If you go looking for a culture shock, you'll most likely find one. I fell into the rhythm of a foreign heart beat for which my own is learning a different tempo. I wanted to stay off the beaten path and go trek about Costa Rica as the locals do. But for some reason I hadn't quite pictured it like this while daydreaming beyond the pages of my travel book. But like most things, I learn best on the most difficult paths.
Traveling any distance on public transportation in Costa Rica is grueling, despite the gospel words of the guide book. They pack the buses; forget about sitting, there isn't even any standing room to spare. And just when you think that - not even - one more chicken could fit, the bus driver stops at a random spot and lets five more people on. It can be exhausting wedged in the isle of a hot and sweaty bus for several hours. And the roads are BAD. They consist mainly of potholes--paved or not. After all that effort to get somewhere, my travel companion and I don't know how to distinguish our intended stop. To gain any kind of distance is a full day's affair. I am relieved in the absence of time constraints. There are expensive alternatives.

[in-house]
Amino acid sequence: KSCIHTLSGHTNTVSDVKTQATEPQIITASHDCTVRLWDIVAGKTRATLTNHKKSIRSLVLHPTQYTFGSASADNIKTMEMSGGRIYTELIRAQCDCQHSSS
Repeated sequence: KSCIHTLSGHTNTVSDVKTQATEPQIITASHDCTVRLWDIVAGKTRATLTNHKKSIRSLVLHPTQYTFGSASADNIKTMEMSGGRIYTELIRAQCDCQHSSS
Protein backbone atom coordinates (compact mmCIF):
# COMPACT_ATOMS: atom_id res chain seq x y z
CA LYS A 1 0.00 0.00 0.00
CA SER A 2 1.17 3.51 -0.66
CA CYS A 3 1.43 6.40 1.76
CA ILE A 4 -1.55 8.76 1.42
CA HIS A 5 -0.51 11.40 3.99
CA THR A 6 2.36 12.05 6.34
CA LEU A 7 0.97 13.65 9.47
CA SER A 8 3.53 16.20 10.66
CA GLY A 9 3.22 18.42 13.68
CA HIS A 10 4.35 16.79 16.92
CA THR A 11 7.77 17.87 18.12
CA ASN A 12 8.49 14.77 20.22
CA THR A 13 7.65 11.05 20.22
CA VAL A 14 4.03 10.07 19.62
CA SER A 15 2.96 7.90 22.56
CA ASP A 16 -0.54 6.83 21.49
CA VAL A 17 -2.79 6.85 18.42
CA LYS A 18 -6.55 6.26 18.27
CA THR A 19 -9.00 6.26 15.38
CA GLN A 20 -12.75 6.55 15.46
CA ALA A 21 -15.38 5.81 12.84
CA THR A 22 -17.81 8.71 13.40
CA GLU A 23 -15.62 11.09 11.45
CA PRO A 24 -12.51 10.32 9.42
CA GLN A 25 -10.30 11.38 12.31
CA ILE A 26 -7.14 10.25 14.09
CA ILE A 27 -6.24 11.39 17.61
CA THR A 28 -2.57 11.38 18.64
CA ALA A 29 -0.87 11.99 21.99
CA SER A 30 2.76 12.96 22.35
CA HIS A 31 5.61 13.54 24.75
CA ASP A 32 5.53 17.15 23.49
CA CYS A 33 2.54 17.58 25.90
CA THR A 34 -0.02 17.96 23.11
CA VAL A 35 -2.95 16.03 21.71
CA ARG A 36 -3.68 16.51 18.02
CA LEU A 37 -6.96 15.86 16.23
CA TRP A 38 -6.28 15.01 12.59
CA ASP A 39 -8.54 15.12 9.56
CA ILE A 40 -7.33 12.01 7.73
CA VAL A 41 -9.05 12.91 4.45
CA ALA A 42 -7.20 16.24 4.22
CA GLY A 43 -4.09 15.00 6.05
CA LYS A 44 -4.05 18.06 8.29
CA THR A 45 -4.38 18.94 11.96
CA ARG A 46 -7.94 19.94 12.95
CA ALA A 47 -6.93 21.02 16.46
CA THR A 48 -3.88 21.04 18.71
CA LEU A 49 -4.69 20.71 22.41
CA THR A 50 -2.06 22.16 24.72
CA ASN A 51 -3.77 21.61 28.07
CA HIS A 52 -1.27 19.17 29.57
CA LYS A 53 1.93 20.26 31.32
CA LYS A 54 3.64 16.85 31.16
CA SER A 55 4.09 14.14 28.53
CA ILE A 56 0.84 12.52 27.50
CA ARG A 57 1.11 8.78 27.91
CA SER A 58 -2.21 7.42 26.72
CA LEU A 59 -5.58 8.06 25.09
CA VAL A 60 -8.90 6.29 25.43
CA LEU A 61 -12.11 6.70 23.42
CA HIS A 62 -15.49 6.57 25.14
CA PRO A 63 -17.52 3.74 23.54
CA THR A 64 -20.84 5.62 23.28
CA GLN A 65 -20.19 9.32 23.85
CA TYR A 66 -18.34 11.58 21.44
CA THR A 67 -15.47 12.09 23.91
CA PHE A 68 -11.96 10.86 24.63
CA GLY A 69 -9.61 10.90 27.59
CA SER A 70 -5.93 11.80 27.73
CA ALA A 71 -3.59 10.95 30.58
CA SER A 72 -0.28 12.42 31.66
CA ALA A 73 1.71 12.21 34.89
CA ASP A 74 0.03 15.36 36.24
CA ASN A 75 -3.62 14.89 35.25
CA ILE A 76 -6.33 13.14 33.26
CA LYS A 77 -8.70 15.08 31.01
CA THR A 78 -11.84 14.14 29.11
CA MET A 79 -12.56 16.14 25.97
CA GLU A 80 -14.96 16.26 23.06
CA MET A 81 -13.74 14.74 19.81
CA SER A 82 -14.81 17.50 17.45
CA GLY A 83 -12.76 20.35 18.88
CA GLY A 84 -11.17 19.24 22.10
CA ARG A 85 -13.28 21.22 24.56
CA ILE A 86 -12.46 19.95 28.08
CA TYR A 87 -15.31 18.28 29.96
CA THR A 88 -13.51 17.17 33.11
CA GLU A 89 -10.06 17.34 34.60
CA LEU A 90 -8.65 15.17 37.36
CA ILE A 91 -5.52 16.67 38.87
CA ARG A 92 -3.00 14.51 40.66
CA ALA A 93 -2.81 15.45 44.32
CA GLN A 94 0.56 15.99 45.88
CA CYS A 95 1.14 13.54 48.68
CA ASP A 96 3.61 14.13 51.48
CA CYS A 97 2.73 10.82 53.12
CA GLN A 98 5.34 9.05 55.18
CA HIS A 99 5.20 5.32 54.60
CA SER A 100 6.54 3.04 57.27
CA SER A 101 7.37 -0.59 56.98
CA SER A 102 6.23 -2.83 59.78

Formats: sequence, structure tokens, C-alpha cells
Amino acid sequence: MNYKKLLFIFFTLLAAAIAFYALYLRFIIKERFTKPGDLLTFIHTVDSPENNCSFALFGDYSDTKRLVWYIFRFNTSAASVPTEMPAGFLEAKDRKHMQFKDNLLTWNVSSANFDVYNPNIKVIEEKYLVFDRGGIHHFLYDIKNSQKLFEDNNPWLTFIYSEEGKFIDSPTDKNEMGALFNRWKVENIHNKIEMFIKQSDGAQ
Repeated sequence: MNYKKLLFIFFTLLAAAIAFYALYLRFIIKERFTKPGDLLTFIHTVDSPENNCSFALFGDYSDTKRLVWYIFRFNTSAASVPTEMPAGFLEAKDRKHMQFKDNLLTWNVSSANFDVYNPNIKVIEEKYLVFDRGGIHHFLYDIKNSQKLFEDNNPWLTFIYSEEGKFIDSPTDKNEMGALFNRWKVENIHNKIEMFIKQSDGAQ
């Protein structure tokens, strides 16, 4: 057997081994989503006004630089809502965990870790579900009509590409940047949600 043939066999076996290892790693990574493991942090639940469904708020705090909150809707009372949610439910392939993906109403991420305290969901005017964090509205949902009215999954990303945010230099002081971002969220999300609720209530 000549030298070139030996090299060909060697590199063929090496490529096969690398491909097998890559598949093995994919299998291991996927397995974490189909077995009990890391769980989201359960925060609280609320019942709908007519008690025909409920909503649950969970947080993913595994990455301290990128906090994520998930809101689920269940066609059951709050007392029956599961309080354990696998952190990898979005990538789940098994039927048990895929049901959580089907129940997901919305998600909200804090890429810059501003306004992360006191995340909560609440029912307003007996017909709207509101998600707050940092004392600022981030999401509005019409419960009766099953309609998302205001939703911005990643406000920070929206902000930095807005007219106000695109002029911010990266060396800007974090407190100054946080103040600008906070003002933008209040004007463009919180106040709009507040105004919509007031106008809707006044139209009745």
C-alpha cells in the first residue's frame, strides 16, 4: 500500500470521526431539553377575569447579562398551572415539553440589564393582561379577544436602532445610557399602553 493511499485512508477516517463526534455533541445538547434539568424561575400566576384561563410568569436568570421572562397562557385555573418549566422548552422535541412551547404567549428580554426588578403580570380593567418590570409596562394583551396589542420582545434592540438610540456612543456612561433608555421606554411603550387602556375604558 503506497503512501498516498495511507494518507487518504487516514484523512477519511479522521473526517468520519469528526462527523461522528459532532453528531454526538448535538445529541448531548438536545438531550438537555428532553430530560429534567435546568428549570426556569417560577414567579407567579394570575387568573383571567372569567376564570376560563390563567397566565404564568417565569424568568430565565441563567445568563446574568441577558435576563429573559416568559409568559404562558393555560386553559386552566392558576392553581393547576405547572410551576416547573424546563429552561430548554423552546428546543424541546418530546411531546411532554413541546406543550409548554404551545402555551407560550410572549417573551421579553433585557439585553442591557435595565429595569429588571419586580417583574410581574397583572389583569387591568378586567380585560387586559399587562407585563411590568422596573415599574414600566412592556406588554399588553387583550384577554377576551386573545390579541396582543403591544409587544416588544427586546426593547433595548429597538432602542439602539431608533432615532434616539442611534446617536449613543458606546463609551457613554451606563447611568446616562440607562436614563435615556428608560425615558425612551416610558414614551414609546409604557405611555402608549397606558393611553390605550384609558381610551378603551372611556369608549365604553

The stress of navigation is eventually rewarded. There's something exotic and irreplaceable about waking up to the sound of howler monkeys at 5 am. I have tasted the best Dorado fish in tomato and caper sauce while being hypnotized by the waves of the Pacific Ocean in nothing other than perfect temperature. Breakfast and lunches are accompanied by Magpie birds, cats, Iguanas, monkeys, squirrels, and/or Hermit crabs. No where else have I enjoyed a hilltop dinner in a restaurant where the clouds do not discriminate between indoors and out.
The scenery comes with a price, though it may not be monetary. Fortunately each place has its own style of seduction, something that entices us to stay--if only to recuperate for the next travel day and study some Spanish.